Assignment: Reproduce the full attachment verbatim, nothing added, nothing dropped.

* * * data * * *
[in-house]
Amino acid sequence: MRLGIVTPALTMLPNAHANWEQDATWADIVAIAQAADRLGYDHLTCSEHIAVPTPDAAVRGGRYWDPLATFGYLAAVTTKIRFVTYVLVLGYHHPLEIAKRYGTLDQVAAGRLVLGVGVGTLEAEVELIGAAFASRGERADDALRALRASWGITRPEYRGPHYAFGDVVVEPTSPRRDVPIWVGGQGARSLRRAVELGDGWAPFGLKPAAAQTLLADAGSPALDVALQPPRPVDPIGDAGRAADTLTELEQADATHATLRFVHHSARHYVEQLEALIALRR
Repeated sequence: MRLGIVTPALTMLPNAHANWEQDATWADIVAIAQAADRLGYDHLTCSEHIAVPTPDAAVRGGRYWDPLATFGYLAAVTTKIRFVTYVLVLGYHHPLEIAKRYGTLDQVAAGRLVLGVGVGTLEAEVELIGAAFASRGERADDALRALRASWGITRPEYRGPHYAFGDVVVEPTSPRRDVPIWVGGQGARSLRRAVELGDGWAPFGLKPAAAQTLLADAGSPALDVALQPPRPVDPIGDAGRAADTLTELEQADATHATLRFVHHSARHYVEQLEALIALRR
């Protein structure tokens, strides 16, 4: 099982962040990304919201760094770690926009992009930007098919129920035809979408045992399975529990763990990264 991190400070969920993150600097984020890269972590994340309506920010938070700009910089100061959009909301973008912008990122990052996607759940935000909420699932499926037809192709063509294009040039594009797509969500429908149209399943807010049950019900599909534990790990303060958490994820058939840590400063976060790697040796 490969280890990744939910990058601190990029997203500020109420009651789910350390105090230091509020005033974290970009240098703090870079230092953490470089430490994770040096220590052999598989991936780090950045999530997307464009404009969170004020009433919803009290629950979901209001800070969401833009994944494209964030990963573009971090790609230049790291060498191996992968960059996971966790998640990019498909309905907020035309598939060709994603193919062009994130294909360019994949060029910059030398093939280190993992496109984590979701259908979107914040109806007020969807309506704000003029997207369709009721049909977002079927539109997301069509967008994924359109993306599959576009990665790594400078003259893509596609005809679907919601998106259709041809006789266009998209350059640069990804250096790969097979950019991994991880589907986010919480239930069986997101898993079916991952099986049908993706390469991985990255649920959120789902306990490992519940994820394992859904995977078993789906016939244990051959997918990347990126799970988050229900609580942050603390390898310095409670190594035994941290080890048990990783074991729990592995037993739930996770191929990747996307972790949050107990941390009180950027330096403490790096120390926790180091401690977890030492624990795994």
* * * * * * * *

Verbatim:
[in-house]
Amino acid sequence: MRLGIVTPALTMLPNAHANWEQDATWADIVAIAQAADRLGYDHLTCSEHIAVPTPDAAVRGGRYWDPLATFGYLAAVTTKIRFVTYVLVLGYHHPLEIAKRYGTLDQVAAGRLVLGVGVGTLEAEVELIGAAFASRGERADDALRALRASWGITRPEYRGPHYAFGDVVVEPTSPRRDVPIWVGGQGARSLRRAVELGDGWAPFGLKPAAAQTLLADAGSPALDVALQPPRPVDPIGDAGRAADTLTELEQADATHATLRFVHHSARHYVEQLEALIALRR
Repeated sequence: MRLGIVTPALTMLPNAHANWEQDATWADIVAIAQAADRLGYDHLTCSEHIAVPTPDAAVRGGRYWDPLATFGYLAAVTTKIRFVTYVLVLGYHHPLEIAKRYGTLDQVAAGRLVLGVGVGTLEAEVELIGAAFASRGERADDALRALRASWGITRPEYRGPHYAFGDVVVEPTSPRRDVPIWVGGQGARSLRRAVELGDGWAPFGLKPAAAQTLLADAGSPALDVALQPPRPVDPIGDAGRAADTLTELEQADATHATLRFVHHSARHYVEQLEALIALRR
């Protein structure tokens, strides 16, 4: 099982962040990304919201760094770690926009992009930007098919129920035809979408045992399975529990763990990264 991190400070969920993150600097984020890269972590994340309506920010938070700009910089100061959009909301973008912008990122990052996607759940935000909420699932499926037809192709063509294009040039594009797509969500429908149209399943807010049950019900599909534990790990303060958490994820058939840590400063976060790697040796 490969280890990744939910990058601190990029997203500020109420009651789910350390105090230091509020005033974290970009240098703090870079230092953490470089430490994770040096220590052999598989991936780090950045999530997307464009404009969170004020009433919803009290629950979901209001800070969401833009994944494209964030990963573009971090790609230049790291060498191996992968960059996971966790998640990019498909309905907020035309598939060709994603193919062009994130294909360019994949060029910059030398093939280190993992496109984590979701259908979107914040109806007020969807309506704000003029997207369709009721049909977002079927539109997301069509967008994924359109993306599959576009990665790594400078003259893509596609005809679907919601998106259709041809006789266009998209350059640069990804250096790969097979950019991994991880589907986010919480239930069986997101898993079916991952099986049908993706390469991985990255649920959120789902306990490992519940994820394992859904995977078993789906016939244990051959997918990347990126799970988050229900609580942050603390390898310095409670190594035994941290080890048990990783074991729990592995037993739930996770191929990747996307972790949050107990941390009180950027330096403490790096120390926790180091401690977890030492624990795994």